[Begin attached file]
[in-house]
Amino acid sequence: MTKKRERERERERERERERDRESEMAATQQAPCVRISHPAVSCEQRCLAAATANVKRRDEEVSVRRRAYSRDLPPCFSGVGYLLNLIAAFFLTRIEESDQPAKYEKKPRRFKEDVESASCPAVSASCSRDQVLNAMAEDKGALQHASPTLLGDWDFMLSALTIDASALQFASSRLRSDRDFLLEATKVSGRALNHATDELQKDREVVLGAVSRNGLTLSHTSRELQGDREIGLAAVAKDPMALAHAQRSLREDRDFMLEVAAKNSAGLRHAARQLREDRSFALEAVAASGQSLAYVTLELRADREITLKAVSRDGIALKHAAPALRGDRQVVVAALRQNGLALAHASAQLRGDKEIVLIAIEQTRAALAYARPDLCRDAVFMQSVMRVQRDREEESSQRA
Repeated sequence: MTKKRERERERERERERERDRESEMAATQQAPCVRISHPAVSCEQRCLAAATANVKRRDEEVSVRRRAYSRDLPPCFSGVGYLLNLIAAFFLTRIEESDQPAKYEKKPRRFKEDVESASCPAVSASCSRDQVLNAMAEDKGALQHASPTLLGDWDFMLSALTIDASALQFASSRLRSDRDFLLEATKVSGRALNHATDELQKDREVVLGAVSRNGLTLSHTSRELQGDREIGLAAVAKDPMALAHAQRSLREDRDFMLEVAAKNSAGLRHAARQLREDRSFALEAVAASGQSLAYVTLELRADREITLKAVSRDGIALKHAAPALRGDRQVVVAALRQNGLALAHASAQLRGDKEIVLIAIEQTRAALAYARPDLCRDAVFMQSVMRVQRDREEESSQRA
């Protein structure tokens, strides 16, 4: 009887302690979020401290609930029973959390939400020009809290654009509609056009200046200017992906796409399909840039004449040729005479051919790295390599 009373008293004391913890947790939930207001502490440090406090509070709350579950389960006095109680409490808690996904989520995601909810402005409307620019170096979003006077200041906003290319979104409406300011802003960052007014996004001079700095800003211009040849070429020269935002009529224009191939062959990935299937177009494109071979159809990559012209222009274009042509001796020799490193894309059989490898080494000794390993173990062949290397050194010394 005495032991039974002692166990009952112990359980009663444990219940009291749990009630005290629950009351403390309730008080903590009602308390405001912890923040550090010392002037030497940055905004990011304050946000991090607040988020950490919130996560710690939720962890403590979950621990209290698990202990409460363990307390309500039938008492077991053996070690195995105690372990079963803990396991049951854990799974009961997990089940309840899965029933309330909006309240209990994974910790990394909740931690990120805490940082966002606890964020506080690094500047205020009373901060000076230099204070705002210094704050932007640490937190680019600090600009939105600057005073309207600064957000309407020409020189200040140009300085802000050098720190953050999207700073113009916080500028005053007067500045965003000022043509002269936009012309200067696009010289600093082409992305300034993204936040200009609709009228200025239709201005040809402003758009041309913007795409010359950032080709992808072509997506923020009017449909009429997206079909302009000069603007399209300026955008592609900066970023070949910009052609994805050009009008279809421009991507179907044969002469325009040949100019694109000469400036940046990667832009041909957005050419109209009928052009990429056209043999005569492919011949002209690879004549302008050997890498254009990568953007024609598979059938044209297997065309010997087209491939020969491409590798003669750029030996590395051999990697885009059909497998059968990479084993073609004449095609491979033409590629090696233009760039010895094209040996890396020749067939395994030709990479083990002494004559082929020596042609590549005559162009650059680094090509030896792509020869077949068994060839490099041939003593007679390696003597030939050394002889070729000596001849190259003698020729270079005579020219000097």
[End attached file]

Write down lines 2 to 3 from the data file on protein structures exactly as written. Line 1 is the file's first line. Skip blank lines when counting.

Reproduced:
Amino acid sequence: MTKKRERERERERERERERDRESEMAATQQAPCVRISHPAVSCEQRCLAAATANVKRRDEEVSVRRRAYSRDLPPCFSGVGYLLNLIAAFFLTRIEESDQPAKYEKKPRRFKEDVESASCPAVSASCSRDQVLNAMAEDKGALQHASPTLLGDWDFMLSALTIDASALQFASSRLRSDRDFLLEATKVSGRALNHATDELQKDREVVLGAVSRNGLTLSHTSRELQGDREIGLAAVAKDPMALAHAQRSLREDRDFMLEVAAKNSAGLRHAARQLREDRSFALEAVAASGQSLAYVTLELRADREITLKAVSRDGIALKHAAPALRGDRQVVVAALRQNGLALAHASAQLRGDKEIVLIAIEQTRAALAYARPDLCRDAVFMQSVMRVQRDREEESSQRA
Repeated sequence: MTKKRERERERERERERERDRESEMAATQQAPCVRISHPAVSCEQRCLAAATANVKRRDEEVSVRRRAYSRDLPPCFSGVGYLLNLIAAFFLTRIEESDQPAKYEKKPRRFKEDVESASCPAVSASCSRDQVLNAMAEDKGALQHASPTLLGDWDFMLSALTIDASALQFASSRLRSDRDFLLEATKVSGRALNHATDELQKDREVVLGAVSRNGLTLSHTSRELQGDREIGLAAVAKDPMALAHAQRSLREDRDFMLEVAAKNSAGLRHAARQLREDRSFALEAVAASGQSLAYVTLELRADREITLKAVSRDGIALKHAAPALRGDRQVVVAALRQNGLALAHASAQLRGDKEIVLIAIEQTRAALAYARPDLCRDAVFMQSVMRVQRDREEESSQRA